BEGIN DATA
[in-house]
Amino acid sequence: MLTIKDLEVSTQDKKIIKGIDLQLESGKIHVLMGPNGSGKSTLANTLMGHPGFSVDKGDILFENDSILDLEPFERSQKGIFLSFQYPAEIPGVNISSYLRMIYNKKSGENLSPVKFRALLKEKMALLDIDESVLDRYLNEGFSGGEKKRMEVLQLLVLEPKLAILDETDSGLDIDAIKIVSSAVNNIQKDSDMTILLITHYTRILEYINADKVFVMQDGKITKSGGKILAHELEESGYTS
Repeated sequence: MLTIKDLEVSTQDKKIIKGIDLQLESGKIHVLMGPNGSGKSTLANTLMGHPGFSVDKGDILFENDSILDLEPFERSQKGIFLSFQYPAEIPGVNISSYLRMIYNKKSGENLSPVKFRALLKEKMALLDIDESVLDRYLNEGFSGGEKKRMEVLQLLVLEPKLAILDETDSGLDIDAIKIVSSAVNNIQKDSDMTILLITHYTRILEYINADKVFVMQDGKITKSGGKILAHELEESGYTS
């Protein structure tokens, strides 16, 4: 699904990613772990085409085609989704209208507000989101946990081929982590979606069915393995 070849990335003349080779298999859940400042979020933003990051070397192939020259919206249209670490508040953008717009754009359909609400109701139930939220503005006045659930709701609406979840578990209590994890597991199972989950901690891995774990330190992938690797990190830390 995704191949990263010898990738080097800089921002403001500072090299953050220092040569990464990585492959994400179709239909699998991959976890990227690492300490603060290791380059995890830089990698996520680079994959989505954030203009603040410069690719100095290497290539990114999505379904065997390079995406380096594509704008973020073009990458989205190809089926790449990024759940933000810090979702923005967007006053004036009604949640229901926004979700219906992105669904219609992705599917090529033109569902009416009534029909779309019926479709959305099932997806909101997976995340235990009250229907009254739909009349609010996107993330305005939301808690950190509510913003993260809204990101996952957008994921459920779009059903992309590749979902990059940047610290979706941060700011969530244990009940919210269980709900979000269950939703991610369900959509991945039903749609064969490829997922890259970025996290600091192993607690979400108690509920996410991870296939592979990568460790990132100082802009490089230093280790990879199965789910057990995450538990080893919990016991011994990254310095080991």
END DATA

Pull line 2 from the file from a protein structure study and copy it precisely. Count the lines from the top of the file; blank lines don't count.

Amino acid sequence: MLTIKDLEVSTQDKKIIKGIDLQLESGKIHVLMGPNGSGKSTLANTLMGHPGFSVDKGDILFENDSILDLEPFERSQKGIFLSFQYPAEIPGVNISSYLRMIYNKKSGENLSPVKFRALLKEKMALLDIDESVLDRYLNEGFSGGEKKRMEVLQLLVLEPKLAILDETDSGLDIDAIKIVSSAVNNIQKDSDMTILLITHYTRILEYINADKVFVMQDGKITKSGGKILAHELEESGYTS